Eclipse Gems, Tips & Tricks: Code Completion

This article is part of a ‘mini series’ about hidden gems, tips and tricks around Eclipse.
The topic of this one is how use Code Completion in the editor.

Library Code Completion

Library Code Completion

One of the most powerful helpers of an IDE is Code Completion: the automatic completion of what I start writing in code.

In Eclipse this feature is accessible with <CTRL>+<SPACE> while writing in the Editor View. It works pretty much everything:

Type

#inc

and then press <CTRL>+<SPACE> and it completes it to

#include

Add the double quotes and hit again <CTRL>+<SPACE> and it gives you a list of possible choices:

Choices for includes

Choices for includes

Continue typing and it narrows down the list to the remaining choices:

Reduced List

Reduced List

Use the cursor up/down to select an item in the list and hit enter to use it:

Cursor Navigation in List

Cursor Navigation in List

Start typing a library function call and it shows you the prototype including a help text:

Library Code Completion

Library Code Completion

Inside a function call, <CTRL>+<SHIFT>+<SPACE> will show the parameter names:

Showing parameter names

Showing parameter names

The same without the <SHIFT> automatically fills in the names:

Completed Parameter Names

Completed Parameter Names

Start typing a language keyword and it helps you on that too:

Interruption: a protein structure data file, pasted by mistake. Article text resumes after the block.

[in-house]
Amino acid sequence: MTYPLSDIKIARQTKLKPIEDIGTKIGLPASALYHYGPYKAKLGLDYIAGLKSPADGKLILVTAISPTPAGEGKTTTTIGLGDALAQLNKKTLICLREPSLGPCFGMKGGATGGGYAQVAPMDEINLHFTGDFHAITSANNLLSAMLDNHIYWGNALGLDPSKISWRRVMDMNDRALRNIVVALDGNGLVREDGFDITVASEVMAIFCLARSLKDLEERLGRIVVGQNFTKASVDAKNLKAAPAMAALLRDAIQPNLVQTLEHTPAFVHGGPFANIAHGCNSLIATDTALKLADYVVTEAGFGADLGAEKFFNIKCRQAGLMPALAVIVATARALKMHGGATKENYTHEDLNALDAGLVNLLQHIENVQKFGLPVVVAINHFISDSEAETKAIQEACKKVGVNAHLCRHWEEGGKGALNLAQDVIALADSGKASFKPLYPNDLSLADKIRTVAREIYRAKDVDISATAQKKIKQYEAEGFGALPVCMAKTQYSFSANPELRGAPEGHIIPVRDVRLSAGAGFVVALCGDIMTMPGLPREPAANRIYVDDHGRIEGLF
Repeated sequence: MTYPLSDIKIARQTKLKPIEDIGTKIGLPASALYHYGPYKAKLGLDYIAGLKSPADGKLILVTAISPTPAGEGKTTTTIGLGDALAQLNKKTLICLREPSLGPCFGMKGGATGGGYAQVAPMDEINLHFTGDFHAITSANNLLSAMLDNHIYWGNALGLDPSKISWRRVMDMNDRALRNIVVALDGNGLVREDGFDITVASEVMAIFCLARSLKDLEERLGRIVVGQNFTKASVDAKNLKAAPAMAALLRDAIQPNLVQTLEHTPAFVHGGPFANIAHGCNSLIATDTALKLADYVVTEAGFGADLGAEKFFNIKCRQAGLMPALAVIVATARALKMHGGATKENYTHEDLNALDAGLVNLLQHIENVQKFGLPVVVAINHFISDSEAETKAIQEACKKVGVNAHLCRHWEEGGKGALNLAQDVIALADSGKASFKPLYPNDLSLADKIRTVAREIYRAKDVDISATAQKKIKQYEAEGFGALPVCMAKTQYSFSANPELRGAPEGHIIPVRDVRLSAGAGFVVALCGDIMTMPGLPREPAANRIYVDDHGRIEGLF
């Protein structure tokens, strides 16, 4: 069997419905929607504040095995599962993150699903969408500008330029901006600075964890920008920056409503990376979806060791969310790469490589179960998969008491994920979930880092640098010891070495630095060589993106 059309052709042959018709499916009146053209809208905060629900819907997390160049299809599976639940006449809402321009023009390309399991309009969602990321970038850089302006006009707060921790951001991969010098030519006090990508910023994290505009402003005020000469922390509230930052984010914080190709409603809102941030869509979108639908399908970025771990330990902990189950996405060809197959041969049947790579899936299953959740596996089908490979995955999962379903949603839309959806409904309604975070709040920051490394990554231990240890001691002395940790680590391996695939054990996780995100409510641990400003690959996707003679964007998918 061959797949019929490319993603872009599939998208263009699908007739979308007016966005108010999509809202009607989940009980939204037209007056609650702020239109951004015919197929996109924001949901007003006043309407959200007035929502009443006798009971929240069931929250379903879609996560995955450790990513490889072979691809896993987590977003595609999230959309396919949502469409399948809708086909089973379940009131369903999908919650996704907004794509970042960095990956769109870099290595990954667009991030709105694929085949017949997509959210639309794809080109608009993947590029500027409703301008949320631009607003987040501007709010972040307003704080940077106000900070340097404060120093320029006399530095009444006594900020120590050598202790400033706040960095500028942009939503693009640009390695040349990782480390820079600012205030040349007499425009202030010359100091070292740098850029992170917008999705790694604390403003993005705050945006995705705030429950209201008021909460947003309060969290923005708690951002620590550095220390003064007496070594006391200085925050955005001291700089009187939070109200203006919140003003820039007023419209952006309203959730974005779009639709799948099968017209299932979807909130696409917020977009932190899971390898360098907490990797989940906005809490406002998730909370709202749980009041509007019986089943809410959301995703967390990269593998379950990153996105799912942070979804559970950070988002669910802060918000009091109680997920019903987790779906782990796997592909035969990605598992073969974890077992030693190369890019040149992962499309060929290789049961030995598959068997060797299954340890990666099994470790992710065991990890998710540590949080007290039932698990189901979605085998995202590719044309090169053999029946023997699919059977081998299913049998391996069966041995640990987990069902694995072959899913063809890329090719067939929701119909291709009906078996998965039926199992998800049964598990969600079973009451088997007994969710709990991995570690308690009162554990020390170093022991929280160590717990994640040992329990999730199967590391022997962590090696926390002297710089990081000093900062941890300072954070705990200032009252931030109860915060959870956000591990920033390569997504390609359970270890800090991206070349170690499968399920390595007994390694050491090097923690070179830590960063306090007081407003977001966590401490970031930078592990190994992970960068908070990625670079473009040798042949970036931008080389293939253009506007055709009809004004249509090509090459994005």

language code completion

language code completion

Enter ‘switch’ and it will fill out a template for you:

filled out switch template

filled out switch template

Same thing for variables of any kind: start typing and it shows the struct members:

Variable Type Code Completion

Variable Type Code Completion

It is really that easy: start with something and hit <CTRL>+<SPACE> and you get suggestions what can be added.

Happy completing 🙂

Links

 

15 thoughts on “Eclipse Gems, Tips & Tricks: Code Completion

    • Hi myke,
      great! This confirms that such tips can be useful. Code Completion is one of the very useful features of most IDE, and definitely for me the most used one in Eclipse.

      Like

  1. I use custom templates for tagging changes in code, because there can be a lot of them. The content might be something like:
    // [RD] V1.23 ${cursor}
    in the C/C++ context, and
    [RD] V1.23 ${cursor}
    in the comment context. I call them ‘tag’, so it’s “tag+”. tSaves me a bucket of time.
    Hope it helps someone.
    One thing I’d like to do is make the “V1.23” a custom parameter (so I only have to edit it once), but I haven’t figured that one out yet.

    Liked by 1 person

  2. Pingback: Eclipse Gems, Tips & Tricks: Working Sets | MCU on Eclipse

  3. Pingback: Eclipse Gems, Tips & Tricks: Block Comments | MCU on Eclipse

  4. Pingback: Eclipse Gems, Tips & Tricks: Highlight Usage and Definition | MCU on Eclipse

  5. Pingback: Eclipse Gems, Tips & Tricks: Faster Debugger Start | MCU on Eclipse

  6. Pingback: Eclipse Gems, Tips & Tricks: Project Filter | MCU on Eclipse

  7. Pingback: Eclipse Gems, Tips & Tricks: Text Block Selection | MCU on Eclipse

  8. Pingback: Eclipse Gems, Tips & Tricks: Close and Open Projects | MCU on Eclipse

  9. Pingback: Eclipse Gems, Tips & Tricks: Importing Projects | MCU on Eclipse

  10. Pingback: Eclipse Gems, Tips & Tricks: Code Folding | MCU on Eclipse

What do you think?

Fill in your details below or click an icon to log in:

WordPress.com Logo

You are commenting using your WordPress.com account. Log Out /  Change )

Google photo

You are commenting using your Google account. Log Out /  Change )

Twitter picture

You are commenting using your Twitter account. Log Out /  Change )

Facebook photo

You are commenting using your Facebook account. Log Out /  Change )

Connecting to %s

This site uses Akismet to reduce spam. Learn how your comment data is processed.